- Home Improvement
How to start a coal fire burning stove
Starting a coal stove
No one told me how hard it is to start a coal stove when I purchased one. Starting a coal stove is nothing like starting a wood stove fire or a pellet stove fire. Not even close. When you are done reading this you will be amazed how easily you can start a coal stove fire.
Some people will have you believe that its not so hard to start a coal fire that it just takes patience. Bulls**t! I went online to see how other people start their coal stoves and found a few different ways people go about it.
One rediculus and extremely lenghthy way to start a coal stove fire:
STARTING A COAL FIRE 1. Use paper and dry kindling to start the fire. 2. Add small pieces of hardwood when fire is burning hot. Keep the draft control fully open till a hot fire is established. 3. When a decent bed of red wood embers is built up, start adding coal--small amounts at a time. Keep the draft control open!! 4. Continue adding small amounts of coal until there is a 1” to 2” bed of burning coal. Don’t add too much coal at one time and allow sufficient time between each small loading for the coal in the stove to thoroughly ignite. 5. It is important at this point to fill the stove to the highest level possible. A deep bed of coal is critical for the proper function of all coal stoves. Since coal can be regulated better than wood, a deep bed does not mean that you can only run the stove hot - rather you can control the stove by setting the air control on your stove. 6. After all the coal has been ignited and is burning with a blue flame, then the draft control can be turned down. Serious damage can result if the stove is run wide open for extended periods of time. Make sure that the ash pan door is closed at all times.
Sounds easy right? NOT AT ALL! This person does not tell you that you will be sitting in front of your stove for an hour trying this method. I tried this method before I discovered a new much easier way and it took me about an hour to get the coal to catch fire
Here is another so called easy way to start your coal stove:
ADDITIONAL HINTS ON STARTING 1. Some users have tried MATCHLIGHT CHARCOAL to light their coal stoves—also some brands of SOLID charcoal starter (royal oak,minute light) will do the job. This eliminates the mess of wood. Just spread the charcoal out until it barely covers the grate and put a small amount of coal on top don’t cover the charcoal completely!! Light the charcoal - OPEN AIR CONTROLS 100% and when the coal is burning with a blue flame add more coal as before. Never use liquid starters on a coal or wood stove.starters with large quantities of wax or softwood in them may not burn hot enough. 2. Always make sure that your chimney is drafting upward before you start your stove. Some chimneys have a tendency to reverse while not in use. In most cases the following procedure will start the chimney : Place a small piece of newspaper as far up in your stove or chimney as possible and light it. When it burns and gets pulled up the chimney-then light the coal fire. 3. Never poke or stir the coal fire when starting or at any other time. Coal fires like to be left alone and many former wood burners tend to fool around with their coal fires, thereby putting them out!!!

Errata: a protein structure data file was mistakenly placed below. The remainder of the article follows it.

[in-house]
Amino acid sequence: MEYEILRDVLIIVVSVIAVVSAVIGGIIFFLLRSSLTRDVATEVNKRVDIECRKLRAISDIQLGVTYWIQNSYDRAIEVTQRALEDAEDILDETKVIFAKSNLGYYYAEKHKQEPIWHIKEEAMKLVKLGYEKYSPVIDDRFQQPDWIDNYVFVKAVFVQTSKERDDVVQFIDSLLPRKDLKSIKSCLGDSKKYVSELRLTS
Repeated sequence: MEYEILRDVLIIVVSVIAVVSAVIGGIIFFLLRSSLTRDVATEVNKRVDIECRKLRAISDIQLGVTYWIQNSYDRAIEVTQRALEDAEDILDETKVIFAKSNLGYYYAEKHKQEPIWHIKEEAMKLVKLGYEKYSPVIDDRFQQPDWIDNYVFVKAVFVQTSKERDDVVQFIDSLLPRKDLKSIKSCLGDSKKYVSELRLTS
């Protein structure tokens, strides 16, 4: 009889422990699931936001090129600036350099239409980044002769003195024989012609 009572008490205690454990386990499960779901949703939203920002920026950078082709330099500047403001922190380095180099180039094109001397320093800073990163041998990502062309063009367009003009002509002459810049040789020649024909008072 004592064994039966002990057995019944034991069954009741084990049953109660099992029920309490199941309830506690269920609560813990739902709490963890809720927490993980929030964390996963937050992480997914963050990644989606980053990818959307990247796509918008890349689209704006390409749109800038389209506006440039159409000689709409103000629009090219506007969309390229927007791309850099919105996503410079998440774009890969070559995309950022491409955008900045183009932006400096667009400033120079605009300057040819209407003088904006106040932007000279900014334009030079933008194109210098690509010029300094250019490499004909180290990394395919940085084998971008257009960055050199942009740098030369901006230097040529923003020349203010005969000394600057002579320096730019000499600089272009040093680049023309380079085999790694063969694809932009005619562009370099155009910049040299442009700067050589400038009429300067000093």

Yes it's just that easy folks. Abosolutely NOT! I also tried this method and let me tell you I wanted to punch the person who came up with this idea. I tried the matchlight charcoal, lit it, and did everything this article told me to do and all I ended up with was a cellar full of smoke and fumes. Not to mention I never started the coal stove doing it this way. I tried for ,and I am not kidding, 4 and 1/2 hours to no avail. This person makes it sound so simple. Its not period.